More than half a decade after the industry developed its own standards in light of a lack of meaningful guidance from regulators, the Department of Justice recently issued guidance on compliance with the Americans with Disabilities Act (ADA) for website accessibility. Although the DOJ has yet to issue enforceable regulations with explicit standards for website accessibility, the new DOJ guidelines reaffirm the role of “WCAG” standards compliance and signal increased attention to the importance to make the Internet more accessible.
What do the guidelines on ADA applicability to websites suggest?
Guidelines illustrate DOJ’s position that ADA requirements apply to everyone in line company services, programs and activities open to the public, as well as state and local governments. The guidelines recognize that website accessibility can be achieved by adhering to the industry-developed Web Content Accessibility Guidelines (WCAG) 2.1. WCAG states that web content should be “perceivable, operational, understandable and robust” for everyone. Specifically, users must be able to perceive information presented by sight, sound or touch; all navigable components of the website must function and include full interaction capabilities for all people; the information must be easy to understand; the content should be reliably interpretable by most common assistive technologies.
According to the DOJ, barriers to website accessibility include:
- Only color markers to sort information: When websites sort information solely by color indices, people who are color blind or who use screen readers cannot access information in the same way as others.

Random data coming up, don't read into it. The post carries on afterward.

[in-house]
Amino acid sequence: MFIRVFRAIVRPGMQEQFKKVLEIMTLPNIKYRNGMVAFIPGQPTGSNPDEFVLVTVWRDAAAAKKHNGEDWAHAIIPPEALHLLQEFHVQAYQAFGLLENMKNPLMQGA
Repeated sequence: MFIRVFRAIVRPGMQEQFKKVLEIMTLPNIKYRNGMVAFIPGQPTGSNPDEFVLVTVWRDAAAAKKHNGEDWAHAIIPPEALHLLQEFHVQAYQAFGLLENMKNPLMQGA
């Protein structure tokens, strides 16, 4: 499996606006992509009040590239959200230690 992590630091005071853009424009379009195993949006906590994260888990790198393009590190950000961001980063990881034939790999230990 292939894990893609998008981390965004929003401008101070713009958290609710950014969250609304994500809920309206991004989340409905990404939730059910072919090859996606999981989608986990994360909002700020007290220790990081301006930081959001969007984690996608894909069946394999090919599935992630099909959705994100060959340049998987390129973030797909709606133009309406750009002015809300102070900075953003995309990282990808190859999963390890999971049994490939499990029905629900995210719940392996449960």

- Images without text alternatives: Visually impaired people are unable to understand the content and purpose of images when no text alternatives are provided.
- Videos without subtitles: People who are hard of hearing may not be able to understand the information presented in a video if the video does not have subtitles.
How does the guidance suggest websites comply with the ADA?
The DOJ encourages affected businesses that operate websites to confirm accessibility through automated accessibility systems as well as manual checks and to include features for the public to report accessibility issues. The guide provides resources such as a comprehensive accessibility guide, a link to WCAG, and websites with tools and training on implementing website accessibility requirements.
The guide recommends the following controls to ensure web accessibility:
- Color contrast
- Text hints
- Text alternatives
- Video captions
- Labels, keyboard access and clear instructions in form fields
Businesses should take advantage of guidance from the DOJ to assess whether their websites are accessible. Doing so in consultation with legal counsel can also mitigate the risk of enforcement action, with private plaintiffs routinely pursuing class action lawsuits under the ADA and state laws like the California Consumer Privacy Act.
Full guidance can be found here.